Tolbukhin's plan was too complicated for Soviet Navy's abilities. It was based on multiple small landings at separate locations at separate times instead of one large, simultaneous landing. Five transport groups from Rear-Admiral Sergey Gorshkov's Azov Flotilla would land 7,500 soldiers from the 224th Rifle Division and 302nd Mountain Rifle Division of the 51st Army on eight isolated beaches north and south of Kerch. After the Germans were distracted by this, the 44th Army would land at Feodosiya in the German rear. Naval gunfire support would be provided by the Black Sea Fleet; the Soviet Air Forces, would contribute air cover from the Taman Peninsula. The Soviets had the men and troop transports on hand but were compelled to use fishing trawlers for the actual landings due to the lack of landing craft, had little experience with large-scale joint operations and were impeded by the stormy winter weather. A German Messerschmitt Bf 110 reconnaissance aircraft noted the buildup of Soviet naval forces and reported it to Lieutenant General Hans Graf von Sponeck's XXXXII Army Corps headquarters.
Sponeck issued a general alert for enemy amphibious landings in the Kerch Peninsula. The mass of Sponeck's units had been transferred for the assault on Sevastopol and he had only the 46th Infantry Division under Lieutenant General Kurt Himer who had assumed his command on 17 December, two coastal artillery battalions equipped with obsolete World War I artillery pieces, a combat engineer regiment and a Luftwaffe anti-aircraft battalion; the 46th Infantry Division up to strength, was woefully overextended holding down the entire Kerch Peninsula against potential Soviet landings. Sponeck's only backup was the Romanian 8th Cavalry Brigade near Alushta. On the evening of 25 December 1941, the 224th Rifle Division and 83rd Naval Infantry Brigade were packed into small craft on the Taman Peninsula and began to pass the Kerch Strait. Group 2 disembarked at Cape Khroni to the northeast of Kerch, it consisted of the gunboat Don, the transports Krasny Flot and Pyenay, a tugboat, two motor barges that carried three T-26 light tanks and a few artillery pieces, 16 fishing trawlers.
Whaleboats were substituted for landing craft, resulting in tediously slow landings and the drowning of men and equipment. 697 men from the 2nd Battalion of the 160th Rifle Regiment landed at Cape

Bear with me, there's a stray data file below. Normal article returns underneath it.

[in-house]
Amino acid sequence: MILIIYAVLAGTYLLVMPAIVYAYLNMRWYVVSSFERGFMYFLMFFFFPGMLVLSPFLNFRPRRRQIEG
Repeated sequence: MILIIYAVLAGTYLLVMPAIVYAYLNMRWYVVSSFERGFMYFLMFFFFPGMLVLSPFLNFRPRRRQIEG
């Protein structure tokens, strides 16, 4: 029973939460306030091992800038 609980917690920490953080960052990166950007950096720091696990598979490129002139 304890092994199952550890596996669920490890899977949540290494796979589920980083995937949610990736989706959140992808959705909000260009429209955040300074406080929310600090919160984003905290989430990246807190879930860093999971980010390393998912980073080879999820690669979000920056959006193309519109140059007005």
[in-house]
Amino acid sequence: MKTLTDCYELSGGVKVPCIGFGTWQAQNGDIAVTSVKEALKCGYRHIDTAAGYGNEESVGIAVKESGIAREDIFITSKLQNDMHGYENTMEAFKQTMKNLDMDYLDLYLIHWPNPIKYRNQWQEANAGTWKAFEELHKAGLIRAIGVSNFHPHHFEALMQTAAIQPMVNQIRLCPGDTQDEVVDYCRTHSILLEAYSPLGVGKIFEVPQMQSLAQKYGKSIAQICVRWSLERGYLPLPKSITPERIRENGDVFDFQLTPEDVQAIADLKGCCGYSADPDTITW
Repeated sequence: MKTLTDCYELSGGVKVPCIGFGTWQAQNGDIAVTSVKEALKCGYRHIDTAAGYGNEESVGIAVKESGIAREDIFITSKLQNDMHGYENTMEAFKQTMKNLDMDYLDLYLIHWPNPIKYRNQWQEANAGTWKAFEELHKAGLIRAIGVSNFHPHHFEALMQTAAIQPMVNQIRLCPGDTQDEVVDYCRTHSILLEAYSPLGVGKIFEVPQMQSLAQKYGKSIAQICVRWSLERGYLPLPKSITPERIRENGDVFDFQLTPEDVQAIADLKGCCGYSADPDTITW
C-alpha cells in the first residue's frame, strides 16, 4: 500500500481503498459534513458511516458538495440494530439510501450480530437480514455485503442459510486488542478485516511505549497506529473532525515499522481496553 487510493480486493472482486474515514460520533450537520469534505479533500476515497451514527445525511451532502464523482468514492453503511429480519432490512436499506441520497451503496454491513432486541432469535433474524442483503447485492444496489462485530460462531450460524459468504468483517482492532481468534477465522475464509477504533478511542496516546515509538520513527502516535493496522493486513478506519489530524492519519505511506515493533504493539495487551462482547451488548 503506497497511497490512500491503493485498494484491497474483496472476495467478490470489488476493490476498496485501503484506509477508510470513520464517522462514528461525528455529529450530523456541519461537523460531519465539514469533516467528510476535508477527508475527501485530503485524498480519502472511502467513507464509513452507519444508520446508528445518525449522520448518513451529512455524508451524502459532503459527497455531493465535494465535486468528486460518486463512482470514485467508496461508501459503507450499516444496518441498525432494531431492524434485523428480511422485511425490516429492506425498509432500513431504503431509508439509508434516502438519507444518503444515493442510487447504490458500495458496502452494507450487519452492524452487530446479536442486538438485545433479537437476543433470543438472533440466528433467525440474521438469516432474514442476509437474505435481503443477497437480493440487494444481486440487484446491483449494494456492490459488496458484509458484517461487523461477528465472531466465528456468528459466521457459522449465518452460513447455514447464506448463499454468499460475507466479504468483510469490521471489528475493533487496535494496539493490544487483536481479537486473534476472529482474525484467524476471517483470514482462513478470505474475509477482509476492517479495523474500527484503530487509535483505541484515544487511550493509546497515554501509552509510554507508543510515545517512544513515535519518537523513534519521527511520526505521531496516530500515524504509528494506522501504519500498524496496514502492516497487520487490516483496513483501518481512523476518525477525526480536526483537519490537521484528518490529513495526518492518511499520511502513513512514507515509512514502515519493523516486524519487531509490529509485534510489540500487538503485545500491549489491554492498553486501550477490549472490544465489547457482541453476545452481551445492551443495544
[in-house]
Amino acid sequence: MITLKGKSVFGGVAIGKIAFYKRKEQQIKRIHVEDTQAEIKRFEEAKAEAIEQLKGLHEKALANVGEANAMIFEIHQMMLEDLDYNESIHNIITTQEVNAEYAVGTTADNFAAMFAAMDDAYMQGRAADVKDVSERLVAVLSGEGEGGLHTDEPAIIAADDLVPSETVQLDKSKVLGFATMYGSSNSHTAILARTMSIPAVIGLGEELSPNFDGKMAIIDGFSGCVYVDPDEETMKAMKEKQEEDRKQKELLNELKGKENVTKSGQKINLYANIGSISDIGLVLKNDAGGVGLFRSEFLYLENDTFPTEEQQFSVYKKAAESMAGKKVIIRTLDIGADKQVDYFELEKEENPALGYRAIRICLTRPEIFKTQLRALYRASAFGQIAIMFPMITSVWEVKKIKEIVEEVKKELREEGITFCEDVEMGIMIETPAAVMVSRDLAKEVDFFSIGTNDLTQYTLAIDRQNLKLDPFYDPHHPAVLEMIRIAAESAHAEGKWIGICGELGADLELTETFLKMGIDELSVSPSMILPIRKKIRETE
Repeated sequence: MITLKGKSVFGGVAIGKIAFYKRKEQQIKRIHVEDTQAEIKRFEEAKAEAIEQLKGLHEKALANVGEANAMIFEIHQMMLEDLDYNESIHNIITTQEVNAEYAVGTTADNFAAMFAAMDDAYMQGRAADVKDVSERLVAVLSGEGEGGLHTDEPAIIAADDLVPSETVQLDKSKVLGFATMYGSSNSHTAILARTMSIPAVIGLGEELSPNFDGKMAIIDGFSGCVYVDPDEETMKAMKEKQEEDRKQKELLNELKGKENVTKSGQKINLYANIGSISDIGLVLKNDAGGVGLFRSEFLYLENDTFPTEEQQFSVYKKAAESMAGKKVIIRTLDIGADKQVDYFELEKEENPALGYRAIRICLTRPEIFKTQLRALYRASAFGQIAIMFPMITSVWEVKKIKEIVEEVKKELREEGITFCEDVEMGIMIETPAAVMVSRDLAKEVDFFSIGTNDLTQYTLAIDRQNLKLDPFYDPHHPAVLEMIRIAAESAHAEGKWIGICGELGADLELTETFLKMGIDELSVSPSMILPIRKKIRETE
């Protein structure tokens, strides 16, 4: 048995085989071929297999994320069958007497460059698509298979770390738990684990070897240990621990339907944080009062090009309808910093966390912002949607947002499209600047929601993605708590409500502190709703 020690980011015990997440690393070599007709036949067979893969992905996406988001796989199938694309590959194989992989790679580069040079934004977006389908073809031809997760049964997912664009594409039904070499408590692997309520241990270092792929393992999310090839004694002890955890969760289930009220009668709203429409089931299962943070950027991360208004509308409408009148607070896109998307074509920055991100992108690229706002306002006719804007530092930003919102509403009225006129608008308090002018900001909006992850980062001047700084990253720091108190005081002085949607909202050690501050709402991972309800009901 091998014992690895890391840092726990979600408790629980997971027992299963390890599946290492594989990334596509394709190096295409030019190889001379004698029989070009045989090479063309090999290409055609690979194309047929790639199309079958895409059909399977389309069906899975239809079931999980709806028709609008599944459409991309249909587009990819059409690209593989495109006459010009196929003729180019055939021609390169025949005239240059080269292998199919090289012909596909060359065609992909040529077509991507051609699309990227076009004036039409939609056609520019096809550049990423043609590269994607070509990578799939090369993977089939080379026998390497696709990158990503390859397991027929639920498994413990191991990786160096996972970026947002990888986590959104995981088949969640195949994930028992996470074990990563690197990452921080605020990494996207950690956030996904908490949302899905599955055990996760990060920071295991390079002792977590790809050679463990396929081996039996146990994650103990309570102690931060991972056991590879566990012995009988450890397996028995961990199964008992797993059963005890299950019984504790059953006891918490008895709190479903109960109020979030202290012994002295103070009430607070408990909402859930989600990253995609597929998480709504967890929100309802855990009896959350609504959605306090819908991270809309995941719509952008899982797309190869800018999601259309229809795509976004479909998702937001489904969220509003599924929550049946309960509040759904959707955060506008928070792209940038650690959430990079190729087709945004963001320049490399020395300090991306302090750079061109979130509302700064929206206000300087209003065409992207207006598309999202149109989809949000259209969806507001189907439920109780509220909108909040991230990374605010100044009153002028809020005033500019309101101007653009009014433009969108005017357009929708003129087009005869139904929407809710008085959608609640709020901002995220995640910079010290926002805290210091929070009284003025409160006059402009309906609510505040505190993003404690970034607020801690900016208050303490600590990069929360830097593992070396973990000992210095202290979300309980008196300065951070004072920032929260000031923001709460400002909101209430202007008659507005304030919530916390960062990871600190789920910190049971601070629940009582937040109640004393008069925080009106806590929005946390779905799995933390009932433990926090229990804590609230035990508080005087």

44th Army (Soviet Union)
The 44th Army of the Soviet Union's Red Army was an army-level command active during World War II. Part of the Transcaucasian Front, its main actions included the Anglo-Soviet invasion of Iran and the Kerch amphibious landings, before being transferred to the Southern Front on 6 February 1943. There it took part in the Rostov and Melitopol offensives; the army was disbanded in November 1943 and its units were transferred to other armies. The 44th Army was formed on 1 August 1941 from the 40th Rifle Corps, ostensibly to guard the Soviet-Iranian border in the Transcaucasian Military District, it was composed of the 20th and 77th Mountain Rifle Divisions, as well as the 17th Cavalry Division and other smaller units. Former 40th Rifle Corps commander Major General Alexander Khadeyev became the army's commander. On 23 August, it became part of the Transcaucasian Front. On 25 August, the army began its fighting in the Anglo-Soviet invasion of Iran by crossing the border and moving into Gilan Province.
It captured Bandar Rasht by the next day. By 1 September, the 220th Separate Antiaircraft Artillery Battalion, 36th and 265th Fighter Aviation Regiments and the 205th Separate Sapper Battalion had joined the army. In October 1941, the army was relocated from Iran to Makhachkala. In late November, it transferred to the Black Sea coast at Anapa. From 25 December, it fought in the Battle of the Kerch Peninsula. Along with the 51st Army and units of the Black Sea Fleet, the army helped capture the Kerch Peninsula, it was landed at Feodosiya. On 30 December, the army transferred to the Caucasian Front. On 15 January 1942, Pervushin was wounded when an airstrike hit his command post. Major General Ivan Dashichev became acting commander, leading the army during its retreat from advancing German troops; the army suffered heavy losses from the German counterattacks and Dashichev was replaced in command by Major General Serafim Rozhdestvensky on 21 January. He was arrested soon after for "negligence in command" and would serve 10 years in the gulag.